Technique Tuesday: Color Theory

Color. One of the first aspects you notice about an artwork – the abundance and even lack of it. But, how much do you know about color? In this week’s “Technique Tuesday,” we will discuss color theory. Due to the complexities of the subject, we have decided to write two posts about color theory. In this post, we will introduce color theory, touch on some scientific facts, and then apply it to the works Principle Gallery displays.


What is it?

In the simplest of terms, color theory is the method of classifying colors based upon their interactions with one another and how we visually perceive them. Generally, colors are classified into “primary,” “secondary,” and  “tertiary.” Primary colors are those that cannot be made through any combination, whereas secondary and tertiary refer to the number of colors combined from the primary colors. For example, secondary colors are defined by the mixture of two primary colors and tertiary colors are the combination of three colors (primary or secondary).

However, the colors placed in these classifications differ depending upon the means in which they are used — either through digital print media or more classical media, like painting. As a general consensus and what classical media typically follows, the primary colors are red, yellow, and blue. These three colors, or rather pigments, are the only ones that cannot be recreated using other colors. On the other hand, the primary colors for digital print media are cyan, magenta, and yellow. Since our gallery mainly carries paintings, we’re going to stick with red, yellow, and blue as our primary colors. But before we get into the artistic side of color theory, I wanted to touch on the scientific side.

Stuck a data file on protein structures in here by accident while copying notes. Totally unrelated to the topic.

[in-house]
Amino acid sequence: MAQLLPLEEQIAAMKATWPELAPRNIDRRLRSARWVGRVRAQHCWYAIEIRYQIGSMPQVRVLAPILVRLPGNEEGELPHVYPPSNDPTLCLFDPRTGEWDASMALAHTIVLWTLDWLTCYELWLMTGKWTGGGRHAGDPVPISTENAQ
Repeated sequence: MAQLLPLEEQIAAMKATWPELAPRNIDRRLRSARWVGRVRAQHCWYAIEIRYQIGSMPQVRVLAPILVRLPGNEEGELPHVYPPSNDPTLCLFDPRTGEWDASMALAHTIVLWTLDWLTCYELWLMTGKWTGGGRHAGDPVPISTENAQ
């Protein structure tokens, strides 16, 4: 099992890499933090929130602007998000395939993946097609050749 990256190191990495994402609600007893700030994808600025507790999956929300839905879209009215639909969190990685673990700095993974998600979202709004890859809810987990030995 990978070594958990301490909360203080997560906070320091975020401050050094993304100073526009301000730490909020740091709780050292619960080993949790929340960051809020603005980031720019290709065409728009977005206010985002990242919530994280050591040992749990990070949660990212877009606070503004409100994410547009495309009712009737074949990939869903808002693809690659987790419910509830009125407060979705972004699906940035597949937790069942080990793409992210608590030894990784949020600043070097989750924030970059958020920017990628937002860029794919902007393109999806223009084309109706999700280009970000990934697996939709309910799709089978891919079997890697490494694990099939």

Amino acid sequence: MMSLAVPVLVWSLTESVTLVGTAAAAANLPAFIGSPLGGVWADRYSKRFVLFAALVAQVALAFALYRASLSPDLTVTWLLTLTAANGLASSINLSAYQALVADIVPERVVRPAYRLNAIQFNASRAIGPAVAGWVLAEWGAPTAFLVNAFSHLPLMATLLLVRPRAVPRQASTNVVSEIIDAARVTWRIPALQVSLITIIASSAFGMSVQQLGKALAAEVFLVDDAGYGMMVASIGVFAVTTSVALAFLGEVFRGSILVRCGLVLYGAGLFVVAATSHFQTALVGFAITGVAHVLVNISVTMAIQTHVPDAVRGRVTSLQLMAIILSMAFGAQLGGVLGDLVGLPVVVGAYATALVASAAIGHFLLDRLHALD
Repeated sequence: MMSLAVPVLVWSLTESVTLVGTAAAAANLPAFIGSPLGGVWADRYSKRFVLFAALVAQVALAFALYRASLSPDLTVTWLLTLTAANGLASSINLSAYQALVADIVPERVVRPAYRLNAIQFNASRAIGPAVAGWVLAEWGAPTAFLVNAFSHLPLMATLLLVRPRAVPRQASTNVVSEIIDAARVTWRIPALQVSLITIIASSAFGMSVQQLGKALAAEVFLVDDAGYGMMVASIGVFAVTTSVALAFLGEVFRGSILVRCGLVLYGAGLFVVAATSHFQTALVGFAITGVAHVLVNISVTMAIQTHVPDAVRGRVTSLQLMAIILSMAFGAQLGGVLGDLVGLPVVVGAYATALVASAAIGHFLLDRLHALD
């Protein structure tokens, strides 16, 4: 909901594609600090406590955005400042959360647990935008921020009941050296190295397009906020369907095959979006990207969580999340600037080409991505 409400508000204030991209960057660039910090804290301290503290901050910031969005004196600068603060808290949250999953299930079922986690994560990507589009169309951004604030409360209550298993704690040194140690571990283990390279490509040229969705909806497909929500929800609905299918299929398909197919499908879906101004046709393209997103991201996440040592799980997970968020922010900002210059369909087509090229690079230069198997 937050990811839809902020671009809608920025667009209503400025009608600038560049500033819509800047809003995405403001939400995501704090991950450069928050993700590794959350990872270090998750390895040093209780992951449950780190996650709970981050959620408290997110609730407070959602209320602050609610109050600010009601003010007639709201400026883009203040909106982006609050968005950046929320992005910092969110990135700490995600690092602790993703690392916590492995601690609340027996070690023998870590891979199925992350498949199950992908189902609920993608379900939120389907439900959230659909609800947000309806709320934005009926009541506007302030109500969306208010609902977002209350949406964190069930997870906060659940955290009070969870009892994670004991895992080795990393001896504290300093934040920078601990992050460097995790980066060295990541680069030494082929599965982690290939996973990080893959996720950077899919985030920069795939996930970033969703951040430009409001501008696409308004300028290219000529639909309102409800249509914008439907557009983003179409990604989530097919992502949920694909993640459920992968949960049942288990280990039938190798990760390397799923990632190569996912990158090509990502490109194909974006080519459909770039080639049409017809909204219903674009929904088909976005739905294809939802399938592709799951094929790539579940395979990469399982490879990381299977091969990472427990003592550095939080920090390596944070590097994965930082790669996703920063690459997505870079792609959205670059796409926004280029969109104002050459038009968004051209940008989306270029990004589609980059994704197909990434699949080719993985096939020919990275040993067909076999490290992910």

Did you notice that the primary colors, no matter the media, are comprised of three colors? Well, it’s because humans are considered to be trichromats, meaning we can only perceive three colors and their combinations. Located behind our eye’s retina, we have these mechanisms called photoreceptors that absorb light in different intensities. To sum it all up, rods help us see in the dark and don’t really absorb light, while cones absorb most of the light and aid us in seeing our color system. For you animal lovers, the reason why certain animals can see in the dark is because they have more rods than humans (there’s a fun trivia fact).

It’s actually pretty interesting how the human brain functions in order to process light. Our eyes only have three cones that absorb the light of three specific colors – red, green, and blue (the reason why all electronic screens use red, green, and blue light rays to emit color). When two of these cones are stimulated, we are then able to see even more colors. And when all three cones are stimulated at equal rates, we are able to see white. Of course, when none of them are stimulated or there is no light, we see black.

But enough about science, let’s get back to art!!